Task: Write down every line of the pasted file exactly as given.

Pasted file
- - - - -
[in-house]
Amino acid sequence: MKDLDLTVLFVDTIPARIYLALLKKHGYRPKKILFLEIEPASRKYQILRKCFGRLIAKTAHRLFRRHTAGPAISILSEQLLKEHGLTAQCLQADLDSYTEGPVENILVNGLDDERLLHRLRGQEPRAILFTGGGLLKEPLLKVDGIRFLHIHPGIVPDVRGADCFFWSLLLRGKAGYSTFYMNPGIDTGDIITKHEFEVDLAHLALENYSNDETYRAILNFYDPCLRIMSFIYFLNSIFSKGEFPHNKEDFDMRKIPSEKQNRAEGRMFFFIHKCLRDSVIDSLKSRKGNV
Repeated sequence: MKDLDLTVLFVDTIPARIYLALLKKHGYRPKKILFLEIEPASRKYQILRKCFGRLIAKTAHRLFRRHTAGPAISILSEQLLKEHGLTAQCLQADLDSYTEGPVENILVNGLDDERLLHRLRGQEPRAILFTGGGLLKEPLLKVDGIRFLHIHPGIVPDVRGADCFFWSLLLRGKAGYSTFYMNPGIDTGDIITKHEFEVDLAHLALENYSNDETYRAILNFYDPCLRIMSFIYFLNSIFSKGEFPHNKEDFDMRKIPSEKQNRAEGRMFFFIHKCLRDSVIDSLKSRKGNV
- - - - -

[in-house]
Amino acid sequence: MKDLDLTVLFVDTIPARIYLALLKKHGYRPKKILFLEIEPASRKYQILRKCFGRLIAKTAHRLFRRHTAGPAISILSEQLLKEHGLTAQCLQADLDSYTEGPVENILVNGLDDERLLHRLRGQEPRAILFTGGGLLKEPLLKVDGIRFLHIHPGIVPDVRGADCFFWSLLLRGKAGYSTFYMNPGIDTGDIITKHEFEVDLAHLALENYSNDETYRAILNFYDPCLRIMSFIYFLNSIFSKGEFPHNKEDFDMRKIPSEKQNRAEGRMFFFIHKCLRDSVIDSLKSRKGNV
Repeated sequence: MKDLDLTVLFVDTIPARIYLALLKKHGYRPKKILFLEIEPASRKYQILRKCFGRLIAKTAHRLFRRHTAGPAISILSEQLLKEHGLTAQCLQADLDSYTEGPVENILVNGLDDERLLHRLRGQEPRAILFTGGGLLKEPLLKVDGIRFLHIHPGIVPDVRGADCFFWSLLLRGKAGYSTFYMNPGIDTGDIITKHEFEVDLAHLALENYSNDETYRAILNFYDPCLRIMSFIYFLNSIFSKGEFPHNKEDFDMRKIPSEKQNRAEGRMFFFIHKCLRDSVIDSLKSRKGNV